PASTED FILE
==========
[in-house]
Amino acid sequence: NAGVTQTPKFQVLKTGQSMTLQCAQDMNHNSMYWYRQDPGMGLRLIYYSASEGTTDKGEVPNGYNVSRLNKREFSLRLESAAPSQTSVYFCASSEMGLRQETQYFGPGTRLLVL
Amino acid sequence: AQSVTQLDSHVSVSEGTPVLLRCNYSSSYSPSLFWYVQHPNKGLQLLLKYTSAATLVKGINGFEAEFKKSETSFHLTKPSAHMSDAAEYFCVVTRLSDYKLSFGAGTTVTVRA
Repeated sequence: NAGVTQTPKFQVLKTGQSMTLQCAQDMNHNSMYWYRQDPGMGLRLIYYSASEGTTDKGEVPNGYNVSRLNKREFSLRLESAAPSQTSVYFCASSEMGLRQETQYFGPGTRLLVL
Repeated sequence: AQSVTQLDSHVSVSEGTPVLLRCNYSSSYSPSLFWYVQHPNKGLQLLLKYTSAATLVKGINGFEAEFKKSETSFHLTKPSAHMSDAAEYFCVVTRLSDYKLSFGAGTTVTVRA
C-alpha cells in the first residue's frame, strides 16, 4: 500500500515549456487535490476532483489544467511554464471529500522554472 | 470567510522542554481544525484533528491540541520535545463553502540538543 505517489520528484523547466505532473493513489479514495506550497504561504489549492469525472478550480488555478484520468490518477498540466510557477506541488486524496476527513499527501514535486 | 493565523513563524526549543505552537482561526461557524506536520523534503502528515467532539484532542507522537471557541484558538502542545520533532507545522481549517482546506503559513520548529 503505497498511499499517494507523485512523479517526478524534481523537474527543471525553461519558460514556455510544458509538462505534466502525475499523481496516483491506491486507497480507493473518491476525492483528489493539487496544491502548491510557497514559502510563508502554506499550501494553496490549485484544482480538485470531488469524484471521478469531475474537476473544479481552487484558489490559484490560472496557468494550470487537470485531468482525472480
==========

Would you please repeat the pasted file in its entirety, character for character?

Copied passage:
[in-house]
Amino acid sequence: NAGVTQTPKFQVLKTGQSMTLQCAQDMNHNSMYWYRQDPGMGLRLIYYSASEGTTDKGEVPNGYNVSRLNKREFSLRLESAAPSQTSVYFCASSEMGLRQETQYFGPGTRLLVL
Amino acid sequence: AQSVTQLDSHVSVSEGTPVLLRCNYSSSYSPSLFWYVQHPNKGLQLLLKYTSAATLVKGINGFEAEFKKSETSFHLTKPSAHMSDAAEYFCVVTRLSDYKLSFGAGTTVTVRA
Repeated sequence: NAGVTQTPKFQVLKTGQSMTLQCAQDMNHNSMYWYRQDPGMGLRLIYYSASEGTTDKGEVPNGYNVSRLNKREFSLRLESAAPSQTSVYFCASSEMGLRQETQYFGPGTRLLVL
Repeated sequence: AQSVTQLDSHVSVSEGTPVLLRCNYSSSYSPSLFWYVQHPNKGLQLLLKYTSAATLVKGINGFEAEFKKSETSFHLTKPSAHMSDAAEYFCVVTRLSDYKLSFGAGTTVTVRA
C-alpha cells in the first residue's frame, strides 16, 4: 500500500515549456487535490476532483489544467511554464471529500522554472 | 470567510522542554481544525484533528491540541520535545463553502540538543 505517489520528484523547466505532473493513489479514495506550497504561504489549492469525472478550480488555478484520468490518477498540466510557477506541488486524496476527513499527501514535486 | 493565523513563524526549543505552537482561526461557524506536520523534503502528515467532539484532542507522537471557541484558538502542545520533532507545522481549517482546506503559513520548529 503505497498511499499517494507523485512523479517526478524534481523537474527543471525553461519558460514556455510544458509538462505534466502525475499523481496516483491506491486507497480507493473518491476525492483528489493539487496544491502548491510557497514559502510563508502554506499550501494553496490549485484544482480538485470531488469524484471521478469531475474537476473544479481552487484558489490559484490560472496557468494550470487537470485531468482525472480